Jareddd’s review published on Letterboxd:
Ugh. Several users have already delivered thorough and incisive takedowns of Bohemian Rhapsody, so I'll approach this differently by comparing it to another film. Another film about an enigmatic, once-in-a-generation talent. Another film that tries to play the hits and show the inspiration behind them. Another film that tries to "get" their mysterious, almost magical protagonist; that tries to dig into what made him tick.
Love & Mercy! Now obviously, films can't be compared as apples to apples. Bohemian Rhapsody was meant to be a bigger, mainstream hit whereas Love & Mercy was an indie film. But similar to Freddie Mercury, Brian Wilson was an unconventional, singularly gifted composer who forged a wildly incongruous path for his band. After L&M, I felt like I got Brian Wilson. I felt like I know where he deviated from the norm, I seemed to understand (at least a little bit) his process and how it lead to such great, momentous music. The composition scenes were fascinating and the film did wonderfully in highlighting what made Wilson a genius while displaying the flip side that was his mental frailty. But best of all, the film makes a real effort to buck conventions. Some would say the autobiographical content might've been better served in a more traditional format, but the whole thing is just so unique; so singularly focused and built around the masterful rock album Pet Sounds (still the GOAT, I might add).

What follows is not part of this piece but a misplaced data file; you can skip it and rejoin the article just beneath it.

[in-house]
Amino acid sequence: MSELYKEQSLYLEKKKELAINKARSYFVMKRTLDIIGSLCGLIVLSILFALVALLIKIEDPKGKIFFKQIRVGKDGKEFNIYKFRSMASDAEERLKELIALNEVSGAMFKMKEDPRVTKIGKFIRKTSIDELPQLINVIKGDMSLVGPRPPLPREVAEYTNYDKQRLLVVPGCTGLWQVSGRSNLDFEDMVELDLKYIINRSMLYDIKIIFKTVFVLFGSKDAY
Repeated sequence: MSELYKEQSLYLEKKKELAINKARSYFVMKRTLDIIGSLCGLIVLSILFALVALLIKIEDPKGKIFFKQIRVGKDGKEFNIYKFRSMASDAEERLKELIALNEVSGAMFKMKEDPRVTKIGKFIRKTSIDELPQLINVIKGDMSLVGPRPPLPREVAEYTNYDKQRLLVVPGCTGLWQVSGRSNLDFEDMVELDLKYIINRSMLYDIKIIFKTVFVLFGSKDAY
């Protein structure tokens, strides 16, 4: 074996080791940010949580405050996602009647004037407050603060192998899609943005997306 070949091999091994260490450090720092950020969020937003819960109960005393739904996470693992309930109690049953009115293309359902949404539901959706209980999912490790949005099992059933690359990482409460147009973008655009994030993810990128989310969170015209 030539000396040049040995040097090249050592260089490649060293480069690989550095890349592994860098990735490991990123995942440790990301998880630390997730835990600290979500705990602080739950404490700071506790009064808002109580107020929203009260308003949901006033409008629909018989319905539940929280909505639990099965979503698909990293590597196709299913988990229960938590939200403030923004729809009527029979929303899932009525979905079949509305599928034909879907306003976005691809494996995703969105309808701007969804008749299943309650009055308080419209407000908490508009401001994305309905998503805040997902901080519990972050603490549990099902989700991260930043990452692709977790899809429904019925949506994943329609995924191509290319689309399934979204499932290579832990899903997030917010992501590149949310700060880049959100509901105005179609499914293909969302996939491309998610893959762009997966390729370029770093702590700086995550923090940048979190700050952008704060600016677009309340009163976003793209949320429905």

Fast-forward three years and you have Bohemian Rhapsody; which observes Freddie Mercury, one of the most singularly talented, awe-inspiring performers of the era, being cut down, trimmed up, glossed-over and crudely forced into an offensively formulaic narrative. The complete lack of organically developed emotion, drama and stakes are masked by Queen's greatest hits; and every fucking beat of Mercury's life is converted into a cliche and regurgitated onto the screen in the most bland way possible. Couldn't help but laugh when Mercury said onscreen that Queen wanted to buck formula and be something different in THIS movie. Josh Lewis notes this hilariously in his write-up on this film, but I couldn't believe how much the movie was unwilling to show Mercury's darker moments as....well, dark. He literally sings "AYYY-oh on his way out of his AIDS diagnosis. It's initially hinted at by a cough. He "discovers" his homosexuality while watching a trucker walk into a rest-stop bathroom.
It all just feels so untrue to Mercury and Queen's legacy. The music is *great*, the concert sequences are decent (although a very mediocre recreation of much more electric real-life events), and the vaguely introduced idea that Mercury refused to be a "victim" to AIDS is intriguing (though the film ignores the productive time Mercury had between the Live-Aid concert and his death). But this is just so uninteresting, so offensively bland to a band and a frontman that was anything but. It'd be a tough task for any film to capture that magic, but Bohemian Rhapsody never even bothers to try.